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Communication Quality in Information Systems Development: The Effect of Computer-Mediated Communication on Task-Oriented Problem Solving

Description: The problem motivating this research is that ineffective communication may hamper systems development efforts. Specifically germane to this study are development efforts characterized as task-oriented, and which require information-sharing and problem-solving activities. This research problem motivated an analysis of the communication process and lead to the development of a temporal framework that delineates variables associated with task-oriented, end user/systems analyst communication interactions. Several variables within this framework are depicted in two theoretical models. The first model shows the theoretical relationship between an independent variable, communication mode (represented by asynchronous computer conferencing and face-to-face conferencing), and five dependent variables: (1) the amount of information shared, (2) the significance of the information shared, (3) the comprehensiveness of the information shared, (4) the perception of progress toward the goal, and (5) the perception of freedom to participate. The second model depicts the assumed interaction between communication mode, the five variables cited above (now acting as independent variables), and a dependent variable, communication quality. There are two theoretical components of communication quality: (1) deviation from an optimal set of user requirements, and (2) the degree of convergence (unity based on mutual understanding and mutual agreement) emanating from a communication interaction. Using the theoretical models as a guide, an experiment was designed and performed to test the relationships among the variables. The experimental results led to the rejection of all null hypotheses; the results strongly favored face-to-face conferencing for solving task-oriented, information-sharing problems analagous to the case used in the present study. The findings indicate that asynchronous computer conferencing may have a detrimental effect on the thoroughness of information exchange, on the relevance of the information shared in terms of making the correct decision, and on the completeness of the consideration given to all problem dimensions.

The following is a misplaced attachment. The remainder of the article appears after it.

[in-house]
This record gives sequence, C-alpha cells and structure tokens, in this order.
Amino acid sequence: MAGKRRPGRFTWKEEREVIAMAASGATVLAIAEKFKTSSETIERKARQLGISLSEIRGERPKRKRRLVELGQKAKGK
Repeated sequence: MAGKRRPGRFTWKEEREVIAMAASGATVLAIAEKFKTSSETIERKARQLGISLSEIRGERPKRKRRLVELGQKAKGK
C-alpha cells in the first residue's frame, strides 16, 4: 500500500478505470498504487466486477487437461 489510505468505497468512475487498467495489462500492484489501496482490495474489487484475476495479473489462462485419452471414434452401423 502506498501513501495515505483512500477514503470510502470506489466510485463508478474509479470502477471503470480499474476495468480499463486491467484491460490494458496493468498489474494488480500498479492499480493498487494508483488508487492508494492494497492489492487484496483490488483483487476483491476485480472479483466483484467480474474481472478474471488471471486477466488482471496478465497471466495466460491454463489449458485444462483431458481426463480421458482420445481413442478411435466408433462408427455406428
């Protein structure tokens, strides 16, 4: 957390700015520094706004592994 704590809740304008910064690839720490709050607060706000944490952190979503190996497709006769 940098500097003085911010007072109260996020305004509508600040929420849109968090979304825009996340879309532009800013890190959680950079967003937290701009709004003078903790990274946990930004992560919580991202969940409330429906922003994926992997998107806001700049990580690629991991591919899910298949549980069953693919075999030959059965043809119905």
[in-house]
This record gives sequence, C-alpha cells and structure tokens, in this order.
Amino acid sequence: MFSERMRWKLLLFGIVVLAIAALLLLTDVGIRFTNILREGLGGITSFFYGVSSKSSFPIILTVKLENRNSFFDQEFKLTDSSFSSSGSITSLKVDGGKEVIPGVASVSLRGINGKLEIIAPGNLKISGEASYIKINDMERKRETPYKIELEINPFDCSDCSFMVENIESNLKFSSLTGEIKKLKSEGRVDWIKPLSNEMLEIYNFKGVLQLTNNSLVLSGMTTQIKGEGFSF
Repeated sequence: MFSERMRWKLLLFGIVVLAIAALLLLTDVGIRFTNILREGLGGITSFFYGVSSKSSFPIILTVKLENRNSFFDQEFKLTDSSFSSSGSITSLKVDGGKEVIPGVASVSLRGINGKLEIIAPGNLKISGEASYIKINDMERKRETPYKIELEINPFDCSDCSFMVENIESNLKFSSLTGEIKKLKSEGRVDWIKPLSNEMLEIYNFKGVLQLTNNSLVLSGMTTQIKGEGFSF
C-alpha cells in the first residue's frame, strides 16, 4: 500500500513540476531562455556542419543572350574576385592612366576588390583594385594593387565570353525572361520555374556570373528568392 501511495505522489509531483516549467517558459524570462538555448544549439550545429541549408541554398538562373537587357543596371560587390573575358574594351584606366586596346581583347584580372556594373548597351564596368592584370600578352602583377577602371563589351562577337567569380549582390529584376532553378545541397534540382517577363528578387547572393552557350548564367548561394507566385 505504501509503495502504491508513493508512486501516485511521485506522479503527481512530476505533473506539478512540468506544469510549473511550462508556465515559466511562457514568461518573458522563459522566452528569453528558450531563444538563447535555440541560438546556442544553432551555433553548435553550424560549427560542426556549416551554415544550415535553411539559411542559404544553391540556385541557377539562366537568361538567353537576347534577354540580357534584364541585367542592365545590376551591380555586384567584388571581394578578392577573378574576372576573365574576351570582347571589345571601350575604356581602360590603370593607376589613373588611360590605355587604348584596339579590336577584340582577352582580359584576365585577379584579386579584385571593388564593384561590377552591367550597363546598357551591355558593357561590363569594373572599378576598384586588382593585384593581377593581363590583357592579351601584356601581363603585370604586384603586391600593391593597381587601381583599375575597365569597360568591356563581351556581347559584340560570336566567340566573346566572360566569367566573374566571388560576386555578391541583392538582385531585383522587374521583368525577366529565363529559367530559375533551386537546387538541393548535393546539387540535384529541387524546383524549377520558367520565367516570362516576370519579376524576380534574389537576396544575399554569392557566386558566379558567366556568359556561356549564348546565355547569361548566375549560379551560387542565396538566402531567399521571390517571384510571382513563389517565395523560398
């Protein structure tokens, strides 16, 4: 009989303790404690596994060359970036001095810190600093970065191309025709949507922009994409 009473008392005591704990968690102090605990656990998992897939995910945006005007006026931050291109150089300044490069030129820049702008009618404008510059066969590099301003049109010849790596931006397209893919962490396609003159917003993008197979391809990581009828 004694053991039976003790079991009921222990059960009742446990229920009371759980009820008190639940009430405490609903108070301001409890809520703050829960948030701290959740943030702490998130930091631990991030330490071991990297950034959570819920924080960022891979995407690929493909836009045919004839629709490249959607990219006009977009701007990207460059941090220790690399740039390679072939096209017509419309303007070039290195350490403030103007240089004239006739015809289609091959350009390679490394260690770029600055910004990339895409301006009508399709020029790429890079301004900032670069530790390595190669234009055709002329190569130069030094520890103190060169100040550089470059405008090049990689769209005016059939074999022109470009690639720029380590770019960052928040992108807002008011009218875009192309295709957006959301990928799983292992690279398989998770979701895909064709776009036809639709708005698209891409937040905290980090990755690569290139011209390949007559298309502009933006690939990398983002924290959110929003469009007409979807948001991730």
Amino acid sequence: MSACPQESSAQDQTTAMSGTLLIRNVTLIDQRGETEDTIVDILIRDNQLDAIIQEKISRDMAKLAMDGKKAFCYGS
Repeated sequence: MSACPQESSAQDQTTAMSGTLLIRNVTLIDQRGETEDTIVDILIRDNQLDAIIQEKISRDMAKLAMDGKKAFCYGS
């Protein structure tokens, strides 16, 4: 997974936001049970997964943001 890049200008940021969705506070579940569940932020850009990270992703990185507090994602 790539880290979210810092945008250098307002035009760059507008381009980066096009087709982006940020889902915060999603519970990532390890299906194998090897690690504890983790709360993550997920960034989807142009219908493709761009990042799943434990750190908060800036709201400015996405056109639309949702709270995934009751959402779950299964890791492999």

Date: May 1986
Creator: Smith, Jill Yvonne
Partner: UNT Libraries